I don't understand why these articles make treatment for breast cancer sound so defeating and difficult. Almost 5 years ago I had 3 months of chemo, followed by a lumpectomy, followed by 7 weeks of radiation. None of it was as difficult as I was led to believe. My oncologist told me what was going to happen and I did everything I was told to do, no questions, no second-guessing, no searching out other opinions. And here I am almost 5 years later, completely cancer-free with no side effects. Articles like this really do a dissservice to cancer patients by making treatment seem difficult to understand. It's not that hard! And cancer is just a disease, it's not the end of the world! You follow your treatments, you eat as well as you can, you get as much rest as you can, and you deal with it day by day. And you get through it. Yeah, sure, I had cancer -- but I don't let it define me to the world.


about 3 years ago, said...

Each patient is different. Don't think your breast cancer is like your friend's or your co-worker's. If you have confidence in your oncologist, follow her advice and do everything she recommends. Second-guessing can make you crazy. If you don't have confidence in your oncologist, you better change doctors! I was lucky to have a wonderful team. I trusted them, followed their advice and directions to the letter, and am now a three-plus years survivor.


about 3 years ago, said...

Regarding the comment about a poor choice of pictures:: It's probably because the woman with the scarf went through chemotherapy prior to radiation therapy. In some cases, the protocol is chemo first, mastectomy, then radiation .. as it was in my partners case.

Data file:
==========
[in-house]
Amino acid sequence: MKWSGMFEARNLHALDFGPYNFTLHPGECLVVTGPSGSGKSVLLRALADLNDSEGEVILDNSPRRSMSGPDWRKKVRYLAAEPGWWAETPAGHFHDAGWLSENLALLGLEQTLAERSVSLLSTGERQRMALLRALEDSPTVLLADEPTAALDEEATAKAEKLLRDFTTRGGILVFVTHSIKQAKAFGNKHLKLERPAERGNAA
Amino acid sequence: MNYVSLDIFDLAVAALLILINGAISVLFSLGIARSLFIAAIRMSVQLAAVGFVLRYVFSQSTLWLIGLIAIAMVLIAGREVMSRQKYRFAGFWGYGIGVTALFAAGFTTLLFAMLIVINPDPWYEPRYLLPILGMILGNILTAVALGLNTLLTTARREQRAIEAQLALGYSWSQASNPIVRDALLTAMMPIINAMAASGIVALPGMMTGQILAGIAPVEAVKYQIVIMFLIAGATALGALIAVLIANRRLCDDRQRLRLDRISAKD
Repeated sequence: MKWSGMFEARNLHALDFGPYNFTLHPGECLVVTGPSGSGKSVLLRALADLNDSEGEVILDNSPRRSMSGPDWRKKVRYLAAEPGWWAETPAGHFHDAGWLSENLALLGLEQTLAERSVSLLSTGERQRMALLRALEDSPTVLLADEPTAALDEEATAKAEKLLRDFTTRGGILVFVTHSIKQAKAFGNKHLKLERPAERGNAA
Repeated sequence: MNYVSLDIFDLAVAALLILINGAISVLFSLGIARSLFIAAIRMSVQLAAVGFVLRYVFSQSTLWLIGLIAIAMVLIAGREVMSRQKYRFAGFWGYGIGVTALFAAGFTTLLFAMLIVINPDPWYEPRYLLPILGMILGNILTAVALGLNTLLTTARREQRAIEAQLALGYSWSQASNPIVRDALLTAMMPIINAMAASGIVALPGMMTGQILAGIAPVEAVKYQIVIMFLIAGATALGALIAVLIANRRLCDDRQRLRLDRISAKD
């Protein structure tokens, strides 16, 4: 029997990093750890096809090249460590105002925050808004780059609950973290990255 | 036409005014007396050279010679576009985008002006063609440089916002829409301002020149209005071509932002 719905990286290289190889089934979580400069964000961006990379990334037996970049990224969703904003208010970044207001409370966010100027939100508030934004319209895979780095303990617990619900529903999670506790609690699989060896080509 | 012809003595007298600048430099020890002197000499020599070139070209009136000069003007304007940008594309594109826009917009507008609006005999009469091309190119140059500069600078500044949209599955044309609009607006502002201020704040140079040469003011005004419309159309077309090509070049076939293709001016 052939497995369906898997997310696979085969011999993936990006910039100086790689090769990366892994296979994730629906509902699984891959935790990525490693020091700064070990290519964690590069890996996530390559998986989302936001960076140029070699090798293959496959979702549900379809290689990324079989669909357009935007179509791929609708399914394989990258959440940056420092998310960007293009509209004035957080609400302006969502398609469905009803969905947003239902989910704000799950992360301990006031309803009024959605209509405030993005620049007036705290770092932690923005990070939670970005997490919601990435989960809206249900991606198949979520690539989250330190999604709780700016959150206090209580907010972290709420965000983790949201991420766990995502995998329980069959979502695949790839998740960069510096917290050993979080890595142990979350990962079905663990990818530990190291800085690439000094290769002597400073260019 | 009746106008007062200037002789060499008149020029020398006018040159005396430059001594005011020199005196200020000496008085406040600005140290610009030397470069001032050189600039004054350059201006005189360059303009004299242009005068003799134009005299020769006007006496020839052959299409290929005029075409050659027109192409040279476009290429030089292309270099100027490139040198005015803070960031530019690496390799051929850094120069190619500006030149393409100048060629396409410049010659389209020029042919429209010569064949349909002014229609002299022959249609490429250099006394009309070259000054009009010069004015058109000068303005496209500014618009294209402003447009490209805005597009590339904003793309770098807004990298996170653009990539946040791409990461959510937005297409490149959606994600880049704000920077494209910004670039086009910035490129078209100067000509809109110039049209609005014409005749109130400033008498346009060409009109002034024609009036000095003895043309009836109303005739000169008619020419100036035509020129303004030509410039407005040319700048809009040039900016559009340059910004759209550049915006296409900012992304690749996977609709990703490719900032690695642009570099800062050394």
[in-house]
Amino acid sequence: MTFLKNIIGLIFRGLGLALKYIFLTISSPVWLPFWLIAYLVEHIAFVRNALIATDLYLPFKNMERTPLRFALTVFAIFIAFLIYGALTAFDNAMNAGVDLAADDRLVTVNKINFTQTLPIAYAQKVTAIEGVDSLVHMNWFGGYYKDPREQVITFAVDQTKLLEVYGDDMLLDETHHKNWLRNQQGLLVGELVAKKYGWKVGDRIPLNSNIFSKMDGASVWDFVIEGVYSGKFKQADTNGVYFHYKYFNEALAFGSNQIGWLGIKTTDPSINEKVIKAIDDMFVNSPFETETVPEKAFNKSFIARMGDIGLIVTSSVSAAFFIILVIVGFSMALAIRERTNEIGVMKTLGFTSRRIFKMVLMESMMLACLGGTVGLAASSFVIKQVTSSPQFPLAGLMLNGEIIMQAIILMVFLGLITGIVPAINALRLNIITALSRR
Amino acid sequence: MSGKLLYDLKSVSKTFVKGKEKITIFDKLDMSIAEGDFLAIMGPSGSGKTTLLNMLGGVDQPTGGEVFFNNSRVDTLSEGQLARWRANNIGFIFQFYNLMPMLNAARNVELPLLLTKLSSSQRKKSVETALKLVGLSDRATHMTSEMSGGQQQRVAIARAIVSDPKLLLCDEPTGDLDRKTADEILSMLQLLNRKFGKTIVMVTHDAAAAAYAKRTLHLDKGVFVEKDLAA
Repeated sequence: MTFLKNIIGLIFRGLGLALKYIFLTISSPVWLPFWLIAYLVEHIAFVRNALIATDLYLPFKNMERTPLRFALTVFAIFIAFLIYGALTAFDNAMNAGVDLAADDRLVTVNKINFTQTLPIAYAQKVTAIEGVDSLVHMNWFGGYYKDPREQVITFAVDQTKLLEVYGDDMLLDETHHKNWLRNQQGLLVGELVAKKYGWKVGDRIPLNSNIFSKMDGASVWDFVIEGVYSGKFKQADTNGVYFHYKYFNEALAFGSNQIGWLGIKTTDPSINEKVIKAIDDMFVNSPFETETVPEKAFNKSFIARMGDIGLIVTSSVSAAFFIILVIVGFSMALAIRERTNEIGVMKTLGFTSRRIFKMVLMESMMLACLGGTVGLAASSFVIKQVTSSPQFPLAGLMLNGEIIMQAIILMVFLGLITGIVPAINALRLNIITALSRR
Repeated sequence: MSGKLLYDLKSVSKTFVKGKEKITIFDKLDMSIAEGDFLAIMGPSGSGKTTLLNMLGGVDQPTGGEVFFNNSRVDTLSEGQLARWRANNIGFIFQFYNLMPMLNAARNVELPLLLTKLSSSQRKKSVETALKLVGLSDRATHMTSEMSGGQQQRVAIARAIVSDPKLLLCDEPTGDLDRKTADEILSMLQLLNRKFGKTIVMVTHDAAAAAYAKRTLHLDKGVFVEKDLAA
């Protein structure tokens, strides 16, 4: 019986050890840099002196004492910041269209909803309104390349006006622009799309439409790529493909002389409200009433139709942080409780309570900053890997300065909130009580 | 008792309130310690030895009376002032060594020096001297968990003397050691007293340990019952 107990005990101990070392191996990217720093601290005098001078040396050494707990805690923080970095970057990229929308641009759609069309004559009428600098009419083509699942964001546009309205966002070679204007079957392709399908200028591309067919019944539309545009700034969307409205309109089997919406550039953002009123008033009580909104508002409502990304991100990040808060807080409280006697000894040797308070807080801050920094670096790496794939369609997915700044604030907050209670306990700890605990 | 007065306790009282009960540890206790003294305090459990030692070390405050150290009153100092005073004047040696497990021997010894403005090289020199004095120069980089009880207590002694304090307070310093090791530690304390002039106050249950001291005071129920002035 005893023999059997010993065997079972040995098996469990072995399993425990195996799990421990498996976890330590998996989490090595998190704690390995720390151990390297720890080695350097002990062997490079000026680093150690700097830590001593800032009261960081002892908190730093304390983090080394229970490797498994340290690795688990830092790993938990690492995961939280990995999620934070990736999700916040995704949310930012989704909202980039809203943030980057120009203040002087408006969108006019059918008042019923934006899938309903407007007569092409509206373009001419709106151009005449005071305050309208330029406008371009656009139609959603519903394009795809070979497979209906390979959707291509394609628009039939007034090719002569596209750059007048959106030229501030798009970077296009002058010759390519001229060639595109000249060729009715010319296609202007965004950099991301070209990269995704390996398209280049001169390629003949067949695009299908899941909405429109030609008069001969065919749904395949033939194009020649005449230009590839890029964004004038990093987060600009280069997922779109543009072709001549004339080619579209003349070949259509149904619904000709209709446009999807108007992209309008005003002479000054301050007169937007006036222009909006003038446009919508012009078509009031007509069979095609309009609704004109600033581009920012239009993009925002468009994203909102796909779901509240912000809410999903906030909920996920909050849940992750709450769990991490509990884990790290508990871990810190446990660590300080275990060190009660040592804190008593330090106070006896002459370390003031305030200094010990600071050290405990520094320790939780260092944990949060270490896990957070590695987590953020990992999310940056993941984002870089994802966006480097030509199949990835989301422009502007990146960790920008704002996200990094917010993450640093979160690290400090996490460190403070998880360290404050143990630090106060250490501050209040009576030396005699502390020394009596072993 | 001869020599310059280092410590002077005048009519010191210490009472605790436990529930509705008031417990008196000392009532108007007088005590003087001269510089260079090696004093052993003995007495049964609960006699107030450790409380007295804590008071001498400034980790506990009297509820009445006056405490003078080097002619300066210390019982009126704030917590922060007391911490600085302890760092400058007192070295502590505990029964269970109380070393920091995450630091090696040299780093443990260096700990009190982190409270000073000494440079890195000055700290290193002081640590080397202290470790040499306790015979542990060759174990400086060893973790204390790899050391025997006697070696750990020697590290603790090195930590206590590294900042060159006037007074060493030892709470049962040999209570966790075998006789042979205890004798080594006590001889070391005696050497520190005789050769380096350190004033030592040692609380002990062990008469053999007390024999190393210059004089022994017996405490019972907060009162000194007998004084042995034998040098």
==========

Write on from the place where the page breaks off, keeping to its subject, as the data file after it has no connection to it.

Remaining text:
about 3 years ago, said...

Radiation was a no brainer for me. Mydoctor suggested lumpectomy and radiation, Chemo,... on the other hand,if your surgeon says it is not necessary,... run with it. I would not wish chemo on my worst enemy. 35 treatments of radiation at aprox. 5 minute sessions was a breeze. Second year after the treatment and doing great,.... hope it continues. Only God knows our expiration date, and enjoy everyday you can, because Life is but a vapor.


about 3 years ago, said...

Well Wile it's nice to be able to afford the costs, Obamacare won't be able too.. at least not for Super Seniors.. Even with Treatment, life Expectancy is only 3-5 yrs after.. They die of other things related to Old age in the meantime and since some 40 MILLION are Uninsured? You can see why all the Advertising for This and From Big Pharma for all those Drugs.. and who they are Target Marketing.. The Wealthy with Good Health Insurance and Medicare ..